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Pentagon: Building Space Force would cost $2 billion for five years, include 15,000 personnel

Vice President of the United States Michael Pence hosts a meeting of the National Space Council on Ft. Lesley J. McNair, Washington, D.C., Oct. 23, 2018. The Council members included U.S. Secretary of Transportation Elaine Chao, U.S. Deputy Secretary of Defense Patrick M. Shanahan and the Vice Chairman of the Joint Chiefs of Staff U.S. Air Force Gen. Paul J. Selva. (U.S. Army Sgt. Amber I. Smith/Department of Defense)

The Pentagon wants $2 billion for the next five years to establish President Donald Trump’s proposed Space Force, a sixth military service that would be built from the other services’ existing space-focused enterprises, according to a proposal sent to Capitol Hill this week.

The plan delivered to lawmakers on Wednesday asks Congress to provide $72 million in fiscal year 2020 to establish Space Force’s Pentagon headquarters, which would consist initially of about 200 people, a combination of uniformed service members and civilians, according to the documents released Friday by the Pentagon. Troops would come from each of the existing military services, including a four-star general who would sit on the Joint Chiefs of Staff, and be charged with preparing the new force to receive operational units in stages through the following four years, the 11-page document states.

Congress would have to approve any steps that the Pentagon could take to establish a Space Force, and top Defense Department officials hope lawmakers will include such authorities in its annual defense appropriations bill due later this year. It is unclear precisely how much appetite Congress has for establishing a Space Force.

Acting Defense Secretary Pat Shanahan called the proposal a “historic moment for our nation,” in a statement released Friday.

Space Force “is a strategic step towards securing America’s vital national interests in space,” he said. “Our approach follows President Trump’s bold vision for space and commits resources to deliver more capability faster, ensuring the United States can compete, deter, and, if needed, win in a complex domain.”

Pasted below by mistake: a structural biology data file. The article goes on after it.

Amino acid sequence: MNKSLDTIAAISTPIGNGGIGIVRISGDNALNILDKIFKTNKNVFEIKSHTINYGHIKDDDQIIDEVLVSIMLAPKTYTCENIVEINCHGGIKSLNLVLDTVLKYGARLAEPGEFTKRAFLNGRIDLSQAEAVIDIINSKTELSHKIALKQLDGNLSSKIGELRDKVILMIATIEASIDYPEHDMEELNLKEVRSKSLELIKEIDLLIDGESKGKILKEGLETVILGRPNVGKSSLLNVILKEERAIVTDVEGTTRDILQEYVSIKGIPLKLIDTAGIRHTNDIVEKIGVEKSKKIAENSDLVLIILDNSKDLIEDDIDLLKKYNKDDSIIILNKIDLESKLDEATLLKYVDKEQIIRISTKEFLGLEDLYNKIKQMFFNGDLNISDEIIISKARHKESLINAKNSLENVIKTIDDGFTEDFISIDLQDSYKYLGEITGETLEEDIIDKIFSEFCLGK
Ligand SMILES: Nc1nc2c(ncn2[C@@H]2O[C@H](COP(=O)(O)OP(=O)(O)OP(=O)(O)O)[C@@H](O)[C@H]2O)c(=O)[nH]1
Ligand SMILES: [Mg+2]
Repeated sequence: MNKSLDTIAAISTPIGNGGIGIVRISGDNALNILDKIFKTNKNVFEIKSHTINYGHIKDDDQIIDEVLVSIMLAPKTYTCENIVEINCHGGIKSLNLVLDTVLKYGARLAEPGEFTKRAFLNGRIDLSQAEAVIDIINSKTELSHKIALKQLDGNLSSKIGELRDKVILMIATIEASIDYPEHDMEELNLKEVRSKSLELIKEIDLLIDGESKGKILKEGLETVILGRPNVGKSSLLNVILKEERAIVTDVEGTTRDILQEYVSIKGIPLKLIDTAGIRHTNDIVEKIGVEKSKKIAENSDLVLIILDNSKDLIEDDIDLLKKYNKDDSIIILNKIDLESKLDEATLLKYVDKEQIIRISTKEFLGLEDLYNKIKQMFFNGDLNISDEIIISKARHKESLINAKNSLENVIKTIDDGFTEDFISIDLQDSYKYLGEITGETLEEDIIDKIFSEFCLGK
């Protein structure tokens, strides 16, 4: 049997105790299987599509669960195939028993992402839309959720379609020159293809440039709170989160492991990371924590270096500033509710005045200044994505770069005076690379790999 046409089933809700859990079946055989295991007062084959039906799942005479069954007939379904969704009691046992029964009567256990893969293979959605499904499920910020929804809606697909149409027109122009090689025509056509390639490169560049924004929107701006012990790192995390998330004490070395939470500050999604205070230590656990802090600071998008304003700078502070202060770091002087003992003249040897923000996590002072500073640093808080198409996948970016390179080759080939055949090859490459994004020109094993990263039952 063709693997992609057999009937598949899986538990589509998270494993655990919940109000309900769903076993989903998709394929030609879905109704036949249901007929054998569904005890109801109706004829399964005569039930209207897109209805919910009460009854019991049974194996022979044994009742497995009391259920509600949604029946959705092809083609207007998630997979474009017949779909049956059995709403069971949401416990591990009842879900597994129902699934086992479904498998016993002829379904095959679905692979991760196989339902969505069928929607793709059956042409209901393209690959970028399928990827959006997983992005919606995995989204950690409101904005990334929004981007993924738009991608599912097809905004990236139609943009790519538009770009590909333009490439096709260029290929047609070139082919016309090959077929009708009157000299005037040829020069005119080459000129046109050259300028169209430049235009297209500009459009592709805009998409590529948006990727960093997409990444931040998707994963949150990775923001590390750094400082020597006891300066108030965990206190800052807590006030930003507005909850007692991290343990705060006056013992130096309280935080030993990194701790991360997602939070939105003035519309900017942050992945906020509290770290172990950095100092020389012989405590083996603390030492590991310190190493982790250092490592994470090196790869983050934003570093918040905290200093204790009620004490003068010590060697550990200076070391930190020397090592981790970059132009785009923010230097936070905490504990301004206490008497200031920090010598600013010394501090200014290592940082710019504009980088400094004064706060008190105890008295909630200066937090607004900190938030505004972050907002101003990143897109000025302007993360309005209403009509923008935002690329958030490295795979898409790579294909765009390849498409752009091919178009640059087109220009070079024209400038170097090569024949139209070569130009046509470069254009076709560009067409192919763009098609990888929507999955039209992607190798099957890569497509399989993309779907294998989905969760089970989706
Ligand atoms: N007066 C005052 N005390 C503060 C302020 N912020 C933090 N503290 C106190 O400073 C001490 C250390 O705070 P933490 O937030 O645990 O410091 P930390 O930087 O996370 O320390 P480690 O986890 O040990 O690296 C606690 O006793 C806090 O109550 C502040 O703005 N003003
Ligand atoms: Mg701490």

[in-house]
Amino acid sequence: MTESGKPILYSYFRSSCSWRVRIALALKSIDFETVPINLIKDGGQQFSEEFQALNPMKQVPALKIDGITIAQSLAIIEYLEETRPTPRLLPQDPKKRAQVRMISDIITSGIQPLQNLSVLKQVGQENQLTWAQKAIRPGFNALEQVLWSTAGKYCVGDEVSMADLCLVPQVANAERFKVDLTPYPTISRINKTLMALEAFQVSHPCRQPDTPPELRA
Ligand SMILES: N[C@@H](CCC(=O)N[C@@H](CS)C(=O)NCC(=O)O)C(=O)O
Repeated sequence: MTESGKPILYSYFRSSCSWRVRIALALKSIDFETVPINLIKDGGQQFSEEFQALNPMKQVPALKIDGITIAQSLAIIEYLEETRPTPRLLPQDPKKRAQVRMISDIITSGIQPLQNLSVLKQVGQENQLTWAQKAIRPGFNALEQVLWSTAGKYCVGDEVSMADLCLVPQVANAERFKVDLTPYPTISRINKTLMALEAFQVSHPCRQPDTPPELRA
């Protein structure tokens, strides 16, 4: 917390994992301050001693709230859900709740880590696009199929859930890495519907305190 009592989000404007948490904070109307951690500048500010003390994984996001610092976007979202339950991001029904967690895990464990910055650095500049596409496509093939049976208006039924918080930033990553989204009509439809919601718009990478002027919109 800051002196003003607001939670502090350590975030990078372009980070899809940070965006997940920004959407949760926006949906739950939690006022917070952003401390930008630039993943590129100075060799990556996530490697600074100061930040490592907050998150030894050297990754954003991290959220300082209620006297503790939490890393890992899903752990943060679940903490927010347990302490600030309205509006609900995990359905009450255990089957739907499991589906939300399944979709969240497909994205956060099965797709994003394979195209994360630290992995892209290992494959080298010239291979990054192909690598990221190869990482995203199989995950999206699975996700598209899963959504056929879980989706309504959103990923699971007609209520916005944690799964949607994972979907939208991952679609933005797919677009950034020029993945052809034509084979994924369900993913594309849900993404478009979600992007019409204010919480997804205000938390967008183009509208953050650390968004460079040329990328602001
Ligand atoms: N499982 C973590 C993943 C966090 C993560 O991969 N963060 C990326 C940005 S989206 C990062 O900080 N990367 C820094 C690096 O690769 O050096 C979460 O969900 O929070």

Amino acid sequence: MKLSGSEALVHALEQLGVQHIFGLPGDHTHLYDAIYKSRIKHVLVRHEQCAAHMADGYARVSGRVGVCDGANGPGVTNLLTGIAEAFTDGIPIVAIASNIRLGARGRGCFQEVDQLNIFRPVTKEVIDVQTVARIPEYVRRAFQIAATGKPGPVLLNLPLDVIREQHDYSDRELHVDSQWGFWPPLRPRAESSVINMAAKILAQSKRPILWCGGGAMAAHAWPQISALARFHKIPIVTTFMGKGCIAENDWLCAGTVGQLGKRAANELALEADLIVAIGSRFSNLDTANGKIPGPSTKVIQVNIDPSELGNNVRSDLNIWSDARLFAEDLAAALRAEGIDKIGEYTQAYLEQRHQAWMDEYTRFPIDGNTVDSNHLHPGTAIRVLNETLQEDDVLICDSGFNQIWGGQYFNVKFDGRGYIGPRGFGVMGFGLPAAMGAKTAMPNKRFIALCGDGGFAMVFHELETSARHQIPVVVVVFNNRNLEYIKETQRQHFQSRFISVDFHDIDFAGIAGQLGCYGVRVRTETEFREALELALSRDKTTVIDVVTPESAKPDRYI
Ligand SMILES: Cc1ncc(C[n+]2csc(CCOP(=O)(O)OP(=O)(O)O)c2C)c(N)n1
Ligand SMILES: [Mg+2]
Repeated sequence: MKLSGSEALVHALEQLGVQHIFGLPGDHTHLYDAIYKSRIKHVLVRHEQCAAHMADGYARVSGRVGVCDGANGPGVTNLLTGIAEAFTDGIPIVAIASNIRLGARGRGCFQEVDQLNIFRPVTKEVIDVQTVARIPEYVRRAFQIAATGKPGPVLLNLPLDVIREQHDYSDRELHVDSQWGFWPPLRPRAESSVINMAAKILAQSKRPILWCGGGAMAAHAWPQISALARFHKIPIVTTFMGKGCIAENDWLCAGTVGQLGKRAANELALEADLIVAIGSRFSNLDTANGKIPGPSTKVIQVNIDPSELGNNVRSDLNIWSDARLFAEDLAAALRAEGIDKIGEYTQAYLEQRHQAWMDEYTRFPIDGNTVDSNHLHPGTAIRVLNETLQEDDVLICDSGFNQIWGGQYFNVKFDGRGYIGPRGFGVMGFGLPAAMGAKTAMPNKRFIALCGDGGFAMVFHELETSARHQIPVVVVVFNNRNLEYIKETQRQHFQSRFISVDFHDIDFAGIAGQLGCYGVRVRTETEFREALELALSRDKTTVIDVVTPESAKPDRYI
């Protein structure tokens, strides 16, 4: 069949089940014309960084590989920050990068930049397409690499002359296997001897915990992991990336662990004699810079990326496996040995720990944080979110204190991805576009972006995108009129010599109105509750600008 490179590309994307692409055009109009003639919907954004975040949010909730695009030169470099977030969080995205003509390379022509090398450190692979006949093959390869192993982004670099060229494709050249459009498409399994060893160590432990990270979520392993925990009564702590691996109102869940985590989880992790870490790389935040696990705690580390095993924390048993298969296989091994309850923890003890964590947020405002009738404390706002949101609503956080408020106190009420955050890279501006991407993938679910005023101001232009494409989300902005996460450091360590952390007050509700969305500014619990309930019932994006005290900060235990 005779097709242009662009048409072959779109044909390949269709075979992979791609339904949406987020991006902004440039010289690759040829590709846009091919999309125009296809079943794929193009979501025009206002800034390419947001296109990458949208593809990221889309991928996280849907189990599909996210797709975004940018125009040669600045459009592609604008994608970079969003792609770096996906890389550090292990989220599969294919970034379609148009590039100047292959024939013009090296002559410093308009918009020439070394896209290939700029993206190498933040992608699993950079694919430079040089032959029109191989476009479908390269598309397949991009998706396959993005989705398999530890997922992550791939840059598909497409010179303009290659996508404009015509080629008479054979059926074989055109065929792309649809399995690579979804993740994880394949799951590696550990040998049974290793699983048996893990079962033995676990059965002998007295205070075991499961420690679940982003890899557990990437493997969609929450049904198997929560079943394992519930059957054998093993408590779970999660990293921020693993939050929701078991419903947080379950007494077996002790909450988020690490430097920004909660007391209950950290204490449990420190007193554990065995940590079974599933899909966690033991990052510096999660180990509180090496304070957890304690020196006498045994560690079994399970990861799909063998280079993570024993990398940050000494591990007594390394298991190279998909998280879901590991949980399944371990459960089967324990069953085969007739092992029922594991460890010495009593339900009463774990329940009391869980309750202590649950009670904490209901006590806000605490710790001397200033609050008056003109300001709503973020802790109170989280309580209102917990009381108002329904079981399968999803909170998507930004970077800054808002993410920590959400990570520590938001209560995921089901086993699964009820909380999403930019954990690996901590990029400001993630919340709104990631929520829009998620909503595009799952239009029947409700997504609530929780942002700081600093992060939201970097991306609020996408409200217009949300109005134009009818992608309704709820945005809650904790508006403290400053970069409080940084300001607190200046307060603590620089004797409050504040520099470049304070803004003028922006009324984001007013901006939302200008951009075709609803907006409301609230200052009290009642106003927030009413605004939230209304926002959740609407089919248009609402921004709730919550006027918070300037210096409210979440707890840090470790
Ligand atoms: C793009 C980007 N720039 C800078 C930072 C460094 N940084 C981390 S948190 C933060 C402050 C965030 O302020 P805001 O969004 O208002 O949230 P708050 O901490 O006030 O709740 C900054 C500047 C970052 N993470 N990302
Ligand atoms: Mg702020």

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The proposal follows Trump’s directive last month to place the Space Force inside the Department of the Air Force, a relationship similar to how the Marine Corps is within the Department of the Navy.

Building Space Force within the Department of the Air Force is designed to save overhead costs, according to five senior defense officials, who spoke with reporters Friday about the proposal on the condition they not be identified by name. That means the force would consist only of personnel directly focused on the space mission and would not include support troops such as medics, chaplains or cooks.

For now, the Pentagon is pitching Space Force as a small, specialized service aimed solely at operating and protecting the U.S. military’s vast space enterprise, which includes more than 100 satellites and is critical in its ability to communicate worldwide as well as to direct its forces and aim its weapons.

The proposal outlines a force that once built by the end of fiscal year 2024 would consist of some 15,000 personnel, making it by far the smallest of the military services. That force would include enlisted troops, commissioned officers and civilian officials. The senior Pentagon officials declined to detail how many of each would be in the service.

Space Force would include elements focused on space operations, acquisition and systems development, and training and education, according to the documents.

The officials said at some point the Pentagon would likely propose establishing a Space Force Department, separating it completely from the Air Force. Any such proposal would be years away, according to the senior defense officials.

After establishing the headquarters in fiscal year 2020, the Space Force would absorb at least a portion of the Air Force’s space units in 2021, according to the proposal. Similar units from the other military services would be transferred into Space Force during the following three years.

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Neither the proposal nor the senior defense officials indicated whether the Pentagon had determined how it would move servicemembers from their branch into the Space Force or whether they would have the ability to decline such a transfer. Those decisions would be the responsibility of the defense secretary, according to the proposal.

The documents do indicate personnel who choose to transfer or are forced to transfer into the Space Force would not be penalized for doing so. They would be moved at their current ranks and retain their current salaries. A transfer also would not impact their retirement eligibility, the proposal states.

Other decisions about the Space Force could be years in the future. The defense officials said they had yet to determine how initial entrance training would work for Space Force recruits, when new recruits would be able to join the Space Force or whether the service would have its own uniform.

Space Force would be the military’s first new service established since the Air Force was split from the Army in 1947. Building the new service will require years of decision-making, one of the officials said.

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© 2019 the Stars and Stripes

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